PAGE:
For the first time in its history, the 2011 Census posed questions related to multilingualism in England and Wales (see image). However, although this development as such is commendable, it is my view that there is room for these questions to improve in the 2021 Census. In this post, I will discuss an incorrect assumption which underlies the language related questions in the 2011 Census.
The assumption with which I take issue is evident as one progresses from question 18 to 19. Here, the assumption is that there is no variation in proficiency levels within the group of people who mark English as their “main language”, i.e. if English is your “main language”, you will speak it just as well (or just as poorly) as the next person, who likewise claims English to be his or her “main language”, so you can progress to question 20 without filling in question 19. Depending on how prescriptivist your take on language is, you might find this assumption questionable. Surely, it’s not that contentious to claim that some English speakers have a better command of the English language than others (e.g. they know more words, or are able to use those words more elegantly), or, alternatively (if you don’t accept the former), that one’s command of the English language develops over time (e.g. I certainly hope that my English monolingual students (many, but not all of them are monolinguals) have a better command of the English language after studying than before they started their degrees). To take an extreme example, I wouldn’t think twice if someone told me that Noam Chomsky has a better command of the English language than I do, and nor would I think twice if someone told me that my command of the English language is better now than when I was 18 years old (well, I hope they would tell me that – and, at any rate, I wouldn’t mind if someone compared my English with Noam Chomsky’s, however poorly I fair in the comparison). Professor Chomsky and I would probably both put down English as our “main language”, but how well we speak English varies. The point is that even amongst people who claim that English is their “main language”, there is very possibly variation in how well they do so. Moreover, if we draw bilinguals into the equation, who claim that English is their “main language”, but perhaps speak another, or even a few more languages on top of English, there might be even more variation in their proficiency levels in English. Essentially, it would be nice to know how well English speakers claim to speak English.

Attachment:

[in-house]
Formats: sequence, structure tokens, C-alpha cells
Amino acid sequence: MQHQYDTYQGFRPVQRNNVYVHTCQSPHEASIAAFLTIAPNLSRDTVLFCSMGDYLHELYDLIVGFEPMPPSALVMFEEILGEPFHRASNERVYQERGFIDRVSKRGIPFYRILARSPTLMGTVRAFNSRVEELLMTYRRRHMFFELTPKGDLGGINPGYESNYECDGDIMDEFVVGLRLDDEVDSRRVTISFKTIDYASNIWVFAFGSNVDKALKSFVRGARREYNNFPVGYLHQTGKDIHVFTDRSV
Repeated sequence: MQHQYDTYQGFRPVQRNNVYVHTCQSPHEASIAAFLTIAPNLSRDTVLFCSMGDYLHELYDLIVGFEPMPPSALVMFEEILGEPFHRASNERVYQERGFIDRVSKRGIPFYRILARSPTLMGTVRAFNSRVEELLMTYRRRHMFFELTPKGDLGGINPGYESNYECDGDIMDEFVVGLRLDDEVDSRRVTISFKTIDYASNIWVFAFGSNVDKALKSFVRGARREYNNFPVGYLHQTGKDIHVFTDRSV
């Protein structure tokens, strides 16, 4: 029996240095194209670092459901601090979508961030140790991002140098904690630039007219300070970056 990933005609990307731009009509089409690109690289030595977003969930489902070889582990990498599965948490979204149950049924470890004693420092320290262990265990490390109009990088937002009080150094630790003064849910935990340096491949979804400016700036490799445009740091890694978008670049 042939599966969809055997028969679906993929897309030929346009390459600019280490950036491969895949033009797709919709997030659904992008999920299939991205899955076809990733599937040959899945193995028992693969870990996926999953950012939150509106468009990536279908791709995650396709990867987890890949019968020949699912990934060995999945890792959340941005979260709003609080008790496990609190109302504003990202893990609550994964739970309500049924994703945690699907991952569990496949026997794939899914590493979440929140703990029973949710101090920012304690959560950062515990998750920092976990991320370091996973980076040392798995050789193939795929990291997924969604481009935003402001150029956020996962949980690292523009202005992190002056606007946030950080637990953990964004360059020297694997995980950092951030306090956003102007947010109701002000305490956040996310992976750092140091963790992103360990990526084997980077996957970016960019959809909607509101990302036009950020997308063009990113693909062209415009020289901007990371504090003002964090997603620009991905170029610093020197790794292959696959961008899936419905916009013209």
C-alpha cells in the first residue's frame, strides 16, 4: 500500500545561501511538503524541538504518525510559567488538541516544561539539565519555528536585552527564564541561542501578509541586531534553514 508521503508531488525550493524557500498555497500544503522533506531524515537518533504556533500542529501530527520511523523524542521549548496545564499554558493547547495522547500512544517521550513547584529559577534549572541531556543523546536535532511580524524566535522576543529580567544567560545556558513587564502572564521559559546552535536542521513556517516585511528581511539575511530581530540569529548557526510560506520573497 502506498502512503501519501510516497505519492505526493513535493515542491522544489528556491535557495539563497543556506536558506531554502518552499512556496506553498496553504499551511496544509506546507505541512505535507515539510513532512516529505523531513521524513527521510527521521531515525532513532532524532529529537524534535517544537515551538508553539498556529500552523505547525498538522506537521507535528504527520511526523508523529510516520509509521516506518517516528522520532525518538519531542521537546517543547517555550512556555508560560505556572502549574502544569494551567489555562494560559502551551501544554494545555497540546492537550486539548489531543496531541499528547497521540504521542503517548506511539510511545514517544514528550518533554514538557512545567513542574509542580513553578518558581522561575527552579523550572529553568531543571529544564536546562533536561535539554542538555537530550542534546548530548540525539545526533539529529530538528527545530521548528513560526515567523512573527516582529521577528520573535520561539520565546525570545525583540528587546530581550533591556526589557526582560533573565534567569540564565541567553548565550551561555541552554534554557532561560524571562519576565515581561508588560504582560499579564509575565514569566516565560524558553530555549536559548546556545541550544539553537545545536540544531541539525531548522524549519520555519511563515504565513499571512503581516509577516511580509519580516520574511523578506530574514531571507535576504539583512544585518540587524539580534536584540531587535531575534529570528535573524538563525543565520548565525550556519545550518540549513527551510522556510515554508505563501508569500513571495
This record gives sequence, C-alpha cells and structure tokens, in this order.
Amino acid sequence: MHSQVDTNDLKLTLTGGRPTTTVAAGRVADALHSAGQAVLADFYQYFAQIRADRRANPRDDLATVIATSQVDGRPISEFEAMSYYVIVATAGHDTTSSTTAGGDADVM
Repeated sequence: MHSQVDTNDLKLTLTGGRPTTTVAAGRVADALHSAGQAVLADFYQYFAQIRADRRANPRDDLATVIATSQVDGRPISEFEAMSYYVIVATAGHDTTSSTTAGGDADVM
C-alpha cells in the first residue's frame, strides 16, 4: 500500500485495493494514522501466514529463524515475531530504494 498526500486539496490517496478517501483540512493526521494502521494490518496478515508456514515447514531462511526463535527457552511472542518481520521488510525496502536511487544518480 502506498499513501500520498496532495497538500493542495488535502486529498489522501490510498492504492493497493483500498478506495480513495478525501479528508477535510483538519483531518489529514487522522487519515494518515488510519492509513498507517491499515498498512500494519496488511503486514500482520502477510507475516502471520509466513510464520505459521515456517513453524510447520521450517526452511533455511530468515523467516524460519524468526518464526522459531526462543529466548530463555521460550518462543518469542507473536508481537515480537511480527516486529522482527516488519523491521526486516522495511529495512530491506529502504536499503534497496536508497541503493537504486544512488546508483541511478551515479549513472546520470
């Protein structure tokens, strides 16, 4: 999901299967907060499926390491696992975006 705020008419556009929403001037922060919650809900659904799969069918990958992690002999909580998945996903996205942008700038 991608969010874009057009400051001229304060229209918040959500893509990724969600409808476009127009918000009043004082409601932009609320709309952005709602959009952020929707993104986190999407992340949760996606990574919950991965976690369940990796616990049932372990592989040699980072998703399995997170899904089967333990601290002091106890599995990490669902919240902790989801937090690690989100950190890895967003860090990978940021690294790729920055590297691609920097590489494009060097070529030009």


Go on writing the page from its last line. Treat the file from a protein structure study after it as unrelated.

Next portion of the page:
Furthermore, the questions in the 2011 Census imply that those who have English as their “main language” have a higher proficiency in English than those who don’t claim English to be their “main language”. Currently, “[o]f the eight per cent (4.2 million) of usual residents aged three and over who reported a main language other than English, 41 per cent (1.7 million) could speak English very well, 38 per cent (1.6 million) could speak English well, 17 per cent (726,000) could speak English but not well and the remaining three per cent (138,000) could not speak English at all”. I do wonder how the “main-language-English-speakers” would rate themselves had they been asked to answer this same question. Indeed, if we were asked to rate each other, we might score all in all quite poorly (think Emma Thompson’s review of school girl English). I would probably say “well” for myself (probably not “very well”) and it would depend on a lot of factors such as with whom I compare myself. If it were Noam Chomsky, I might go down to “not well”.
However, and this I want to emphasise, we really don’t know how to interpret the ratings from the “non-English-main-language-speakers” unless we have ratings from the “main-language-English-speakers”. And this we would only get if we asked both groups how well they speak English. I think that this should be done for the 2021 Census. Then we’ll know what those percentages – 41, 38, 17, and 3 per cent – really mean.
Esther de Leeuw